7. The Text, Applicability, Interpretation, and Scope of the Fifth Amendment • Like nearly every other freedom guaranteed by the U. S. Constitution, the freedoms protected by the Fifth Amendment have two lives, one static and the other organic. • Their static life exists in the original language of the Fifth Amendment as it was ratified by the states in 1791, while their organic life exists in the growing body of state and federal CASE LAW interpreting the text, applying it, and defining its scope as new cases come before the courts • Because the Framers hoped that the Constitution would be an enduring document, they generally avoided using specific language that one might find in a code or a regulation. Instead of specifying particular instances of prohibited governmental conduct in the Bill of Rights, the Framers established broad principles that government officials must take into account before encroaching on individual freedoms. In this way the Framers required future generations of citizens to determine the Constitution's meaning.

  8. Court Cases Regarding Changes to the 5th Amendment • As originally ratified it was unclear whether the Fifth Amendment applied only against action taken by the federal government or if it also protected freedoms from state governmental abuse. The Supreme Court answered this question in Barron v. City of Baltimore, 32 U.S. 243, 7 Pet. 243, 8 L.Ed. 672 (1833), when it ruled that the Fifth Amendment did not apply to the states. • This judgment settled the question until the Fourteenth Amendment was ratified in 1868. It guaranteed the citizens of every state the right to EQUAL PROTECTION of the laws and the right to due process of law. Following RATIFICATION of the Fourteenth Amendment, the Supreme Court began making individual freedoms enumerated in the Bill of Rights applicable to the states via the doctrine of incorporation. • Protection Against Compelled Self-Incrimination • In Miranda v. Arizona (1966) the court broadened the protection against compelled self-incrimination. Suspects must be notified of their specific rights or their confessions will not be admissible.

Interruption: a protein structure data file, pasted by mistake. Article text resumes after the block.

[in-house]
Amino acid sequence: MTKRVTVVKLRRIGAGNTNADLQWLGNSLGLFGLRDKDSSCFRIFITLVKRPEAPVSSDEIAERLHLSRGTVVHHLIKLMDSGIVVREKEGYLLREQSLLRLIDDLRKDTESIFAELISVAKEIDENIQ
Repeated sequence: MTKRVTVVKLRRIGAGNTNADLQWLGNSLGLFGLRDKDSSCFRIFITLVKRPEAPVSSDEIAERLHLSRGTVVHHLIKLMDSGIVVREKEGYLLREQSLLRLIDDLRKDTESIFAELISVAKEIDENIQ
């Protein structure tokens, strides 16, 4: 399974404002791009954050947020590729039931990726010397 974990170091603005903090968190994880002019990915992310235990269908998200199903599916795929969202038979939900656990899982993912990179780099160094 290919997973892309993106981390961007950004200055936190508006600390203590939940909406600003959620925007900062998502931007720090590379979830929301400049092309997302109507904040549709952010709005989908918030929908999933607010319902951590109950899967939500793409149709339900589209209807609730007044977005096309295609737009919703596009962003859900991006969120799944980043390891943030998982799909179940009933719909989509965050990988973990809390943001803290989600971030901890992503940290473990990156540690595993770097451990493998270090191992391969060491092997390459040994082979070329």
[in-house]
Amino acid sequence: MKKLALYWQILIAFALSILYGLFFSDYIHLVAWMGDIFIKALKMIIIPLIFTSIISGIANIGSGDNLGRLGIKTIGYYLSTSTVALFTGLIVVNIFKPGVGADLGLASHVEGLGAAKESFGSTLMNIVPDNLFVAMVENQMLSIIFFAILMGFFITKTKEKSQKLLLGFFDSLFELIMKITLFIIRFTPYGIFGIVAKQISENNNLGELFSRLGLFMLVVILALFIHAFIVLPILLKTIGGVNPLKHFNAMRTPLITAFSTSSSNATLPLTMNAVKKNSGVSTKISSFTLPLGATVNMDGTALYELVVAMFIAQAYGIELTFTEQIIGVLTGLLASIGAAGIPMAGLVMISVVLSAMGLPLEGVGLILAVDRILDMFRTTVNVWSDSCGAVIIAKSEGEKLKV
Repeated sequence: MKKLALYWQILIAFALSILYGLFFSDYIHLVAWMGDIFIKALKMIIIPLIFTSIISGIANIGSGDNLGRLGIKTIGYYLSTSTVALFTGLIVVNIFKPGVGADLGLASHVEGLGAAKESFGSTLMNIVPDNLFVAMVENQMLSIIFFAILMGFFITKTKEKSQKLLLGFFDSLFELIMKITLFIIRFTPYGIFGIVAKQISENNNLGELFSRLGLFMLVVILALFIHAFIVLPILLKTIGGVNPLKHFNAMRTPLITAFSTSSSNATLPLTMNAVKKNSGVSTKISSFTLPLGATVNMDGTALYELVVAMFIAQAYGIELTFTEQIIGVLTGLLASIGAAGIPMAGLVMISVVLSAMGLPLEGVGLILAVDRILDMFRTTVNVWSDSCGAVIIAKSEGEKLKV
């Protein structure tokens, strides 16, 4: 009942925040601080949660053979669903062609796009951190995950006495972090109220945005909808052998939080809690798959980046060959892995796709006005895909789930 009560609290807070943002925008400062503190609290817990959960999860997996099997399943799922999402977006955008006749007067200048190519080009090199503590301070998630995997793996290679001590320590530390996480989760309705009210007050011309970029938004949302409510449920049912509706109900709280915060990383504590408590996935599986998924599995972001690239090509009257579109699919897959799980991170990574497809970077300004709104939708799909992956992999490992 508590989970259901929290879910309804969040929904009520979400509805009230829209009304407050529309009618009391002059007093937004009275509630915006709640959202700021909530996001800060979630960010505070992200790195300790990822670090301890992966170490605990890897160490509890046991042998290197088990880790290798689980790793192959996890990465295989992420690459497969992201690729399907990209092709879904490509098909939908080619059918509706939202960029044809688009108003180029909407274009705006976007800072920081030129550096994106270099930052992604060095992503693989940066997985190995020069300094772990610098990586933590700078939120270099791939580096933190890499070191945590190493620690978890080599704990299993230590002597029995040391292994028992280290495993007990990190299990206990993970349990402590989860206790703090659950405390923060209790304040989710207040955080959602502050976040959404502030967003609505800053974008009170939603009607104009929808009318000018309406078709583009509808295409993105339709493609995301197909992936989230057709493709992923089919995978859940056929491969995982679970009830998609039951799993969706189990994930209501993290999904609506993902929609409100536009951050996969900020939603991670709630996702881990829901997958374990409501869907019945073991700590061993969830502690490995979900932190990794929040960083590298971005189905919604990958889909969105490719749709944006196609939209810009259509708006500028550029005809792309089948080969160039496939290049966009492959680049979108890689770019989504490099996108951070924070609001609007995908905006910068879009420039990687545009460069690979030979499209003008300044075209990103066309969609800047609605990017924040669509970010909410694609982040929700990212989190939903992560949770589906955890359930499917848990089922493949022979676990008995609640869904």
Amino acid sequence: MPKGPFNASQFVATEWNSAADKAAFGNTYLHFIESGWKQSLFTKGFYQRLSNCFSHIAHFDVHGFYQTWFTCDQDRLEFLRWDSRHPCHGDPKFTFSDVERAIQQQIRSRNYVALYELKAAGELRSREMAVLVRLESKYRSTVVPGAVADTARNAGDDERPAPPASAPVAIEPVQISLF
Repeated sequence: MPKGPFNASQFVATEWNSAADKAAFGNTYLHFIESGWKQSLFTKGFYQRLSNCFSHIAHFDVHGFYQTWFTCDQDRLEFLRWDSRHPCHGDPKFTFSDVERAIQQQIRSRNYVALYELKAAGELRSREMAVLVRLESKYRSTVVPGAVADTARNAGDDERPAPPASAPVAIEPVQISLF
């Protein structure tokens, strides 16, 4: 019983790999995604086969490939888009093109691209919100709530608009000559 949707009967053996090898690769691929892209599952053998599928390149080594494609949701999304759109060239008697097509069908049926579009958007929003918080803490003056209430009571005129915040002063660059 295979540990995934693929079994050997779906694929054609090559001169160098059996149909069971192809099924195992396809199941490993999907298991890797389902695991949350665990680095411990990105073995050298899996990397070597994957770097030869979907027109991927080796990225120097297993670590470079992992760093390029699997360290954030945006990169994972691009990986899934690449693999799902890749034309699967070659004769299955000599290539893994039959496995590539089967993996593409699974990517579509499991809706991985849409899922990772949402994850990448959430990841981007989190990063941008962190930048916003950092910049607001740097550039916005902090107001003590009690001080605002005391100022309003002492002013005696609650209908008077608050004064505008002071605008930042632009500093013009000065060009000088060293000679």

9. Protection Against CompelledSelf-Incrimination The Fifth Amendment further applies to trial procedures: • A defendant does not have to take the witness stand in a trial. • The prosecution is forbidden from commenting on the defendant’s silence or refusal to take the stand.

  10. Copy Vocabulary that we are using today: • Popular Sovereignty • The rule of law • Separation of powers • Checks and balances • federalism JOURNAL TOPIC TODAY: http://www.youtube.com/watch?v=tlt6R1KD4E0&feature=related http://www.annenbergclassroom.org/page/the-story-of-the-bill-of-rights Watch Homework: Complete WORKSHEET WORK ON RESEARCH PROJECT Wednesday: September 13 Essential Question: What are the parts of the amendments Your Turn: Presentations Start with Amendment #10 - #20 hopefully

  11. Copy Vocabulary that we are using today: • Popular Sovereignty • The rule of law • Separation of powers • Checks and balances • federalism JOURNAL TOPIC TODAY: NOTEBOOK TEST Homework: Complete WORKSHEET WORK ON RESEARCH PROJECT Wednesday: September 13 Essential Question: What are the parts of the amendments Notebook Test Your Turn: Presentations Start with Amendment #21-27 Worksheet for Bill of Rights/How are the Amendments similar or Different Quiz tomorrow

  12. Notebook Quiz 9/15 1.) List three known Federalist and what idea they supported 2.) List three known Anti-Federalist and what idea they supported 3.) Which founding father is known as the Father of the Constitution? 4.) After the Constitution was finally completed which representative said “we ought to have a Bill of Rights”! He probably said this because he had just established the bill of rights for Virginia himself. 5.) List 3 protected rights given to us through the Bill of Rights!